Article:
Surely read by every high school graduate, Henry David Thoreau’s 1849 essay, "Civil Disobedience," argues that government derives its power from the majority because they are the strongest, not because they hold the most legitimate point of view.
In other words, Might does not equal Right.
Even if we accept Thoreau’s argument in principle, our electoral process dictates that the majority wins and subsequently rules. But, not far down the road, why are we so often disappointed in the results?
Given the state of our state, we, the people of Hawaii, need to put on our critical thinking caps, assume individual responsibility for our votes, and engage in a little civil disobedience. Otherwise, political ads and party operatives will continue to blatantly stir up emotional boiling pots and feed us dubious answers to the wrong questions.
Let’s take a lesson from Albert Einstein’s mother. When her young son came home from school, she said something like, "What good questions did you ask today?" Let’s activate our little gray cells and ask some good questions.
It may be printed by the U.S. Treasury, but federal money comes from people in every state. Why, then, do we elect people to Congress whose self-described job is confiscating money from people in other states so we can spend it in our state? Do people in other states not need their money for their own state Departments of Education, infrastructures, or social programs?
Why are we intent on getting a bigger piece of the federal money pie and less interested in making our own money pies? We elect people to bring home the bacon, but are we prepared to treat our addiction when the bacon runs out, as it always does?
Dare I ask why we do not live within our means? Why do we dump on our elected officials when they vote "no" on something for which there is no money?
Why do we enslave ourselves to the government, labor unions, and slogans such as "That’s just how it is in Hawaii"? When did so many of us become sheep who follow the bellwether headlong over the cliff?
In a state that inherited from its original inhabitants a culture of sustainability, why do we continue to turn agricultural lands into subdivisions, make ourselves virtually dependent on imports and build what we can’t afford, including bureaucracies?
When did we forget that no part of kalo was wasted? Did we ever know that, when the ancient Hawaiians made feather lei, they humanely captured a bird, plucked a few feathers, and released it to provide feathers on another day?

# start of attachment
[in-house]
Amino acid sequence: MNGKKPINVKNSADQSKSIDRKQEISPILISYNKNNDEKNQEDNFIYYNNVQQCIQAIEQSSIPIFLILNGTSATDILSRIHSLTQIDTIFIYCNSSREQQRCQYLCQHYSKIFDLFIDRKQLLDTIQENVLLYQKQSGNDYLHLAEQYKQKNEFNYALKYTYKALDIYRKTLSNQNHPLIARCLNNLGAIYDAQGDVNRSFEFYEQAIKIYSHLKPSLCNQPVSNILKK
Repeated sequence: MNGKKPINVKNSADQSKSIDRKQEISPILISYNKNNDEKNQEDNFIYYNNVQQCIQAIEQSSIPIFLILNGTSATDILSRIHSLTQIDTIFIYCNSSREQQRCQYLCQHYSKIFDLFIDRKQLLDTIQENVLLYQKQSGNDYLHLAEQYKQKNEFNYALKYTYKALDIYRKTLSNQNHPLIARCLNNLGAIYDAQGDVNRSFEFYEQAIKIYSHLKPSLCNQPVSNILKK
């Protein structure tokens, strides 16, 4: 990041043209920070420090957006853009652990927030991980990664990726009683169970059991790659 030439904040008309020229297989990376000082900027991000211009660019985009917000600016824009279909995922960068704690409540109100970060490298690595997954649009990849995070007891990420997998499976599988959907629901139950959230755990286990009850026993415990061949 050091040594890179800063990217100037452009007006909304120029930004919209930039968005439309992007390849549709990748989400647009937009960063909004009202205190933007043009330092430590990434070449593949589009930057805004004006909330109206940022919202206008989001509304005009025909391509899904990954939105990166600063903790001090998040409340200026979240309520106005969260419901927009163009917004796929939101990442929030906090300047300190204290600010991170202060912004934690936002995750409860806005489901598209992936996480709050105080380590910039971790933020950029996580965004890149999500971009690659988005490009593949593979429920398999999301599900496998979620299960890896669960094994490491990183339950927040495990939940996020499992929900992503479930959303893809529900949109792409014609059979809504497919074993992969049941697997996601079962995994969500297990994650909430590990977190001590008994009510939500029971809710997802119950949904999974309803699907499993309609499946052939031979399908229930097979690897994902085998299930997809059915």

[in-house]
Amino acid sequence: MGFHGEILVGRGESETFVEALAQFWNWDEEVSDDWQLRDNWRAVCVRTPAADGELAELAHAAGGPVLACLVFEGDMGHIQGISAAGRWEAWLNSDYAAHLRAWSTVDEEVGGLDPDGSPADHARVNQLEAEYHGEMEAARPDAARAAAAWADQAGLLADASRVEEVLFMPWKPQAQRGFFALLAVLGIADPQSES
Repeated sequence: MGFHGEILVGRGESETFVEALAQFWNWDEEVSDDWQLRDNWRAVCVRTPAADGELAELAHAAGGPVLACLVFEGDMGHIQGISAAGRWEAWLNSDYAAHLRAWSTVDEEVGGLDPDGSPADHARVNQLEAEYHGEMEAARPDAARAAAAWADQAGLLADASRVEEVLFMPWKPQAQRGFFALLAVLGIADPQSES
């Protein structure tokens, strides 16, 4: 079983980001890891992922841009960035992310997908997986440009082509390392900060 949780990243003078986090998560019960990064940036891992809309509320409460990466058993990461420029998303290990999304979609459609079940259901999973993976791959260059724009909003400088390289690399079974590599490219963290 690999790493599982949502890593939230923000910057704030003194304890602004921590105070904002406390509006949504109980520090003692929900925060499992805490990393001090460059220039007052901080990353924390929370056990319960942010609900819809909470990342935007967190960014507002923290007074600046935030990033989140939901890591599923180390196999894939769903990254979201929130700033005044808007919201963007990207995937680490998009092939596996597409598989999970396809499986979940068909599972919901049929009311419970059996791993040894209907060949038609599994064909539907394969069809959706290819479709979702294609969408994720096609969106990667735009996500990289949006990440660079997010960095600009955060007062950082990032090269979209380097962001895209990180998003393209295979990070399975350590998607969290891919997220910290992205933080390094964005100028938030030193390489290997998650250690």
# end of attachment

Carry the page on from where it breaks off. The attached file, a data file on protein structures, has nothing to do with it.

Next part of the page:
In a state that would not exist without an impressive oceangoing history, why is there no way for most of us to travel between islands except on expensive and restrictive airplanes?
When did we begin to think of the minimum wage as support for a family of four instead of a wage we earned at a part-time job while in high school where, by not sleeping through recess, we prepared ourselves for higher education and a non-minimum wage job?
Does our itty-bitty state need a lieutenant governor? What is the lieutenant governor’s job? Has our lieutenant governor traditionally had much influence over the governor?
When did personal religious and spiritual beliefs become detrimental when running for public office?
When did it become fashionable for parents to allow a village to raise their children?
Why is education … ? Sorry, I have no space here to deal with that issue because education requires a whole book.
The questions never end, but why do we so often fail to ask them?
Implying we should check the polls before heading to the polling station, an acquaintance recently said, "Vote for someone who can win."
That one word is my last question for today. It is also my response to anyone who makes statements without clear, complete, in-context facts to back them up.
Until we elect statesmen instead of politicians, our votes are the only way to tell those who win elections to keep digging, stop digging, or give others the shovels to fill up the hole so we can climb out all by ourselves.
As usual, it’s our choice, and we, the people of Hawaii, always get exactly what we deserve.